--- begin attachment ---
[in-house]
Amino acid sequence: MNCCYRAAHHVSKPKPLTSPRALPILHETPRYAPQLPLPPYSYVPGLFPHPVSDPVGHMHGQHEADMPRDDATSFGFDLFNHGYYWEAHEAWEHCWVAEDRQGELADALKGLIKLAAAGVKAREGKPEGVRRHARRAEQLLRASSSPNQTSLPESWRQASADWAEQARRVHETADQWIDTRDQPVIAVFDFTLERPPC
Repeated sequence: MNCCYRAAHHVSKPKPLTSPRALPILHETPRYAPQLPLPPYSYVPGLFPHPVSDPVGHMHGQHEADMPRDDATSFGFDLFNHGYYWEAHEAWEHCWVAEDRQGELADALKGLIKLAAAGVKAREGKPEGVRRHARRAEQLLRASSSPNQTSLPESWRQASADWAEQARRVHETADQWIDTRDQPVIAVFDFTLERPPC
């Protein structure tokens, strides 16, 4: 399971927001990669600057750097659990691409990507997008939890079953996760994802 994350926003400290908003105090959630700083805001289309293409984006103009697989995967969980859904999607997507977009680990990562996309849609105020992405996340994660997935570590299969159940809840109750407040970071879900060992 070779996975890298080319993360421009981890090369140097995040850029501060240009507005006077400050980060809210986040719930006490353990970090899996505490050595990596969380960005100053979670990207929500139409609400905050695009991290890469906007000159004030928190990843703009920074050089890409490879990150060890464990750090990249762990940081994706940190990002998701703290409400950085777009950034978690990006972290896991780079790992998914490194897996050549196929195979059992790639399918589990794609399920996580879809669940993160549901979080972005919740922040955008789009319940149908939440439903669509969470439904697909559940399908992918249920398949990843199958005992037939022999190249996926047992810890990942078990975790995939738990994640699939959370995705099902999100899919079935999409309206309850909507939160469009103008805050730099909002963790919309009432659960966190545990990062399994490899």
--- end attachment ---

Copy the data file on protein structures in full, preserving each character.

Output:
[in-house]
Amino acid sequence: MNCCYRAAHHVSKPKPLTSPRALPILHETPRYAPQLPLPPYSYVPGLFPHPVSDPVGHMHGQHEADMPRDDATSFGFDLFNHGYYWEAHEAWEHCWVAEDRQGELADALKGLIKLAAAGVKAREGKPEGVRRHARRAEQLLRASSSPNQTSLPESWRQASADWAEQARRVHETADQWIDTRDQPVIAVFDFTLERPPC
Repeated sequence: MNCCYRAAHHVSKPKPLTSPRALPILHETPRYAPQLPLPPYSYVPGLFPHPVSDPVGHMHGQHEADMPRDDATSFGFDLFNHGYYWEAHEAWEHCWVAEDRQGELADALKGLIKLAAAGVKAREGKPEGVRRHARRAEQLLRASSSPNQTSLPESWRQASADWAEQARRVHETADQWIDTRDQPVIAVFDFTLERPPC
């Protein structure tokens, strides 16, 4: 399971927001990669600057750097659990691409990507997008939890079953996760994802 994350926003400290908003105090959630700083805001289309293409984006103009697989995967969980859904999607997507977009680990990562996309849609105020992405996340994660997935570590299969159940809840109750407040970071879900060992 070779996975890298080319993360421009981890090369140097995040850029501060240009507005006077400050980060809210986040719930006490353990970090899996505490050595990596969380960005100053979670990207929500139409609400905050695009991290890469906007000159004030928190990843703009920074050089890409490879990150060890464990750090990249762990940081994706940190990002998701703290409400950085777009950034978690990006972290896991780079790992998914490194897996050549196929195979059992790639399918589990794609399920996580879809669940993160549901979080972005919740922040955008789009319940149908939440439903669509969470439904697909559940399908992918249920398949990843199958005992037939022999190249996926047992810890990942078990975790995939738990994640699939959370995705099902999100899919079935999409309206309850909507939160469009103008805050730099909002963790919309009432659960966190545990990062399994490899």